Unlike lower limbs where diabetes is usually a factor, upper limb amputations due to vascular system complications account for only a small portion of cases, according to a fact sheet from the Center for Orthotic and Prosthetic Care. Most upper limb amputations are due to congenital factors, cancer, or trauma (meaning accidents). Recent developments in prostheses for upper limb amputees include wristbands developed by graduate students at the Weißensee Academy of Art Berlin that can translate movements and gestures into digital control signals for prostheses. The OpenBionics open source robotic hand was created by researchers and technology enthusiasts at Yale, Cornell, and the National Technical University of Athens.

Biomedical engineers at Newcastle University have developed a prosthetic hand with an integrated camera that can see. The researchers recently published findings from their work in the Journal of Neural Engineering. The bionic camera captures images of objects ahead of the hand. Machine learning artificial intelligence programs involving neural networks assess the shape and size of the object and trigger a series of appropriate hand movements. The process bypasses the usual chain of activity in which an amputee sees and recognizes an object, stimulates muscles in the arm, and triggers movement in the prosthetic limb. The goal is to improve prosthetic responsiveness to the point that, as with real hands, a person can reach out and pick up a cup or an apple based on a quick glance. According to study co-author Dr. Kianoush Nazapour, “Responsiveness has been one of the main barriers to artificial limbs. For many amputees, the reference point is their healthy arm or leg so prosthetics seem slow and cumbersome in comparison.”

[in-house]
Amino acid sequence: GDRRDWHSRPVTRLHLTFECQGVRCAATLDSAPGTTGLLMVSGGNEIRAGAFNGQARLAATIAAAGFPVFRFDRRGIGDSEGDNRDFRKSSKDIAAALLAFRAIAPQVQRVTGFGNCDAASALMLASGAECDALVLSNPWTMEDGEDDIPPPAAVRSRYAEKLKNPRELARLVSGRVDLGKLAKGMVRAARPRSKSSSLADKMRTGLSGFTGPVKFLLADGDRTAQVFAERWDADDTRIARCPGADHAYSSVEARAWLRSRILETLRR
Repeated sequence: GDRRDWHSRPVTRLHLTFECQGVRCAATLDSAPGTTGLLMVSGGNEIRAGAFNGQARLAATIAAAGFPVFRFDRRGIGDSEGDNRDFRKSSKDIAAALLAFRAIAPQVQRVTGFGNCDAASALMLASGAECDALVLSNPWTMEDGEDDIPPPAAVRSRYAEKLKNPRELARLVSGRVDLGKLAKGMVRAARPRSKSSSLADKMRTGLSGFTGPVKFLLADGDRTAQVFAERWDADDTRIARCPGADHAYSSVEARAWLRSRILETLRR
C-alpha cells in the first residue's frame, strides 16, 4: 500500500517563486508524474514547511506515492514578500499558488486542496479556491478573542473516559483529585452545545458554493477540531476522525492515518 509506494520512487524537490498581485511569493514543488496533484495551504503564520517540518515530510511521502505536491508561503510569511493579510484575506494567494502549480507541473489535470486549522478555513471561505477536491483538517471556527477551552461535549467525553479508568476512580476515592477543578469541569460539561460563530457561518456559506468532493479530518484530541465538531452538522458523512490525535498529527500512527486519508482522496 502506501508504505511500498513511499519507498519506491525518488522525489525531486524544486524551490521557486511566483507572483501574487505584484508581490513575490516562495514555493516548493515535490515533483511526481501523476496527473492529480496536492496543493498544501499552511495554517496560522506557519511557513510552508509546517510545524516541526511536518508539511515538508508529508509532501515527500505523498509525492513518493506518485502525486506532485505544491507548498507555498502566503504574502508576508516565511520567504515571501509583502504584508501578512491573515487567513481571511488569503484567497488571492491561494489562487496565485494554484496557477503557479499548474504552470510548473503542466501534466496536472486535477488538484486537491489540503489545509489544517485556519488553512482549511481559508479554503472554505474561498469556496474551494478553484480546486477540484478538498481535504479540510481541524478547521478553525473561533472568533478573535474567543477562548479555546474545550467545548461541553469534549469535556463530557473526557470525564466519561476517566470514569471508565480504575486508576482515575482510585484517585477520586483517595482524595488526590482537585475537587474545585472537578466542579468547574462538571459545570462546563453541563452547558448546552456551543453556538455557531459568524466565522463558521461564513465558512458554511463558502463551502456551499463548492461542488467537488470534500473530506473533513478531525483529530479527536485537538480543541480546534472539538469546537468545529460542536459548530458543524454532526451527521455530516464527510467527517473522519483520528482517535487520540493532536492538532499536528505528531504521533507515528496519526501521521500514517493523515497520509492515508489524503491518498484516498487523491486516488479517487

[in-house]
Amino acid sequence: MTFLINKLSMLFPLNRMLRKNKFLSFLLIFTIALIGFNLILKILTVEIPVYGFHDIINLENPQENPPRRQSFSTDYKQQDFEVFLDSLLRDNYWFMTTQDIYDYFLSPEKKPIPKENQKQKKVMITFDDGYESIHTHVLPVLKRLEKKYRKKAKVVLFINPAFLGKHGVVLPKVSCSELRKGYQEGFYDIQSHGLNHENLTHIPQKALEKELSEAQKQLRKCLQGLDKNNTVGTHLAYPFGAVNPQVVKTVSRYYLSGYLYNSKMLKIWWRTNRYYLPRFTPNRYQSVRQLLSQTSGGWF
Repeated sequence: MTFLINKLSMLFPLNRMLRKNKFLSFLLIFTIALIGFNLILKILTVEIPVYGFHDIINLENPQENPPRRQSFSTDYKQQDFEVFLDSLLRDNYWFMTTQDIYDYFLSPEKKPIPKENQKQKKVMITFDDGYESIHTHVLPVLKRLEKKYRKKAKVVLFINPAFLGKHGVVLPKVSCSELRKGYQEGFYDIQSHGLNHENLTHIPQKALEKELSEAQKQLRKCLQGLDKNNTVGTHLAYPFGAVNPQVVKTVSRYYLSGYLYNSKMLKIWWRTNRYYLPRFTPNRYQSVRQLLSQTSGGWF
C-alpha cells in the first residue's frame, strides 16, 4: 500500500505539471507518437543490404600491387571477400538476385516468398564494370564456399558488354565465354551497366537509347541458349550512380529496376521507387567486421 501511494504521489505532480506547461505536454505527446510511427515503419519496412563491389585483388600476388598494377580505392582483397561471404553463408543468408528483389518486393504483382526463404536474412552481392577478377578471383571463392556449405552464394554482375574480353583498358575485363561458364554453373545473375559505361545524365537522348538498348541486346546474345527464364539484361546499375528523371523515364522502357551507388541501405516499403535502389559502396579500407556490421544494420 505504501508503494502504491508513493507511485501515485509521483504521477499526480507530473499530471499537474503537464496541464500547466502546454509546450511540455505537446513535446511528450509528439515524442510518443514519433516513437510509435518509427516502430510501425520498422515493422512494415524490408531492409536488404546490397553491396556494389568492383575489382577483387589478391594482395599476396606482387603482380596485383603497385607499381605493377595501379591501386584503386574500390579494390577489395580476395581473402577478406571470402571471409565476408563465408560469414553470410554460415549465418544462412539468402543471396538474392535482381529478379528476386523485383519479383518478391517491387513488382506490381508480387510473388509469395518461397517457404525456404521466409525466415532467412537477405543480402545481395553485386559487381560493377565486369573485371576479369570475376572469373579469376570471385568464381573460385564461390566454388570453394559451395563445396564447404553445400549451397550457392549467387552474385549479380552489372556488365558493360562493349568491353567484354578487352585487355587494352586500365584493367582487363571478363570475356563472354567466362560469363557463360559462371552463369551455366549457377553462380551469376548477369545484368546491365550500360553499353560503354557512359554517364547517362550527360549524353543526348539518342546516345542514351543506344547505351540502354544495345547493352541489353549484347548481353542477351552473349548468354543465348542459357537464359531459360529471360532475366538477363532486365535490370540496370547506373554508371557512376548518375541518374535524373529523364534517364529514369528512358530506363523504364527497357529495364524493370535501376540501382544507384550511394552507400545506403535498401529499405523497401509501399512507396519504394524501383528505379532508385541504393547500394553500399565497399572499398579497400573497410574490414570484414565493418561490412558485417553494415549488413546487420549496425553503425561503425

The image responsive hand is the first step toward a fully sensitive bionic hand that can also detect and respond to pressure and temperature. The researchers’ objective is an artificial hand similar to Luke Skywalkers’. Luke’s bionic limb’s electrodes were wrapped around nerve endings in his arm. The Newcastle engineers’ ultimate goal is to achieve two-way communication between the human brain and the prosthesis.